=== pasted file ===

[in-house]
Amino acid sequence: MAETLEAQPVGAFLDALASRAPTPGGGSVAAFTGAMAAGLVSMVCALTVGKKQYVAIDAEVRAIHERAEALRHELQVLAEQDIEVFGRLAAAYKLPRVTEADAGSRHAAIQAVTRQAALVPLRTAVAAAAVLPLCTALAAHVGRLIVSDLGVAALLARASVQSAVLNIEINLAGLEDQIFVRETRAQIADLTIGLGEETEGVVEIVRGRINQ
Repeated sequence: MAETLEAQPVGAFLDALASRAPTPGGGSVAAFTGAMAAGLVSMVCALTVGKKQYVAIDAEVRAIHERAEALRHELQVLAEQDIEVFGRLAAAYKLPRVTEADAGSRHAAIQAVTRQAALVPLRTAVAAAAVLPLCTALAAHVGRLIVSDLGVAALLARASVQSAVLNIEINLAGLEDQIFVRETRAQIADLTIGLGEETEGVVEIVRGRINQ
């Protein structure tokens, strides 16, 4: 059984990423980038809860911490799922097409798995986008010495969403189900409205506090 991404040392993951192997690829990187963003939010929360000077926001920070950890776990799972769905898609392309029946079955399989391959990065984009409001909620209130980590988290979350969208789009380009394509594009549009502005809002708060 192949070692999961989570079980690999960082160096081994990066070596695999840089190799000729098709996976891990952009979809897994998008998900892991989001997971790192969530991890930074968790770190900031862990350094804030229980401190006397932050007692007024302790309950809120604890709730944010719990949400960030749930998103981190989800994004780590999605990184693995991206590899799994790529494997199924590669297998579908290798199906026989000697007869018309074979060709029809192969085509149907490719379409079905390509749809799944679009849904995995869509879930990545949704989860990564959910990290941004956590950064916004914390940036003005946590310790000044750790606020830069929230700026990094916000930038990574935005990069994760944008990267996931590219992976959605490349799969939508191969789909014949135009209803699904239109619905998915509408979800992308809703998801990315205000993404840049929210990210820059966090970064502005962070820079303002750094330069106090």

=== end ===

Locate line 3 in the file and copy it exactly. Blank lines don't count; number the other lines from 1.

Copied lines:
Repeated sequence: MAETLEAQPVGAFLDALASRAPTPGGGSVAAFTGAMAAGLVSMVCALTVGKKQYVAIDAEVRAIHERAEALRHELQVLAEQDIEVFGRLAAAYKLPRVTEADAGSRHAAIQAVTRQAALVPLRTAVAAAAVLPLCTALAAHVGRLIVSDLGVAALLARASVQSAVLNIEINLAGLEDQIFVRETRAQIADLTIGLGEETEGVVEIVRGRINQ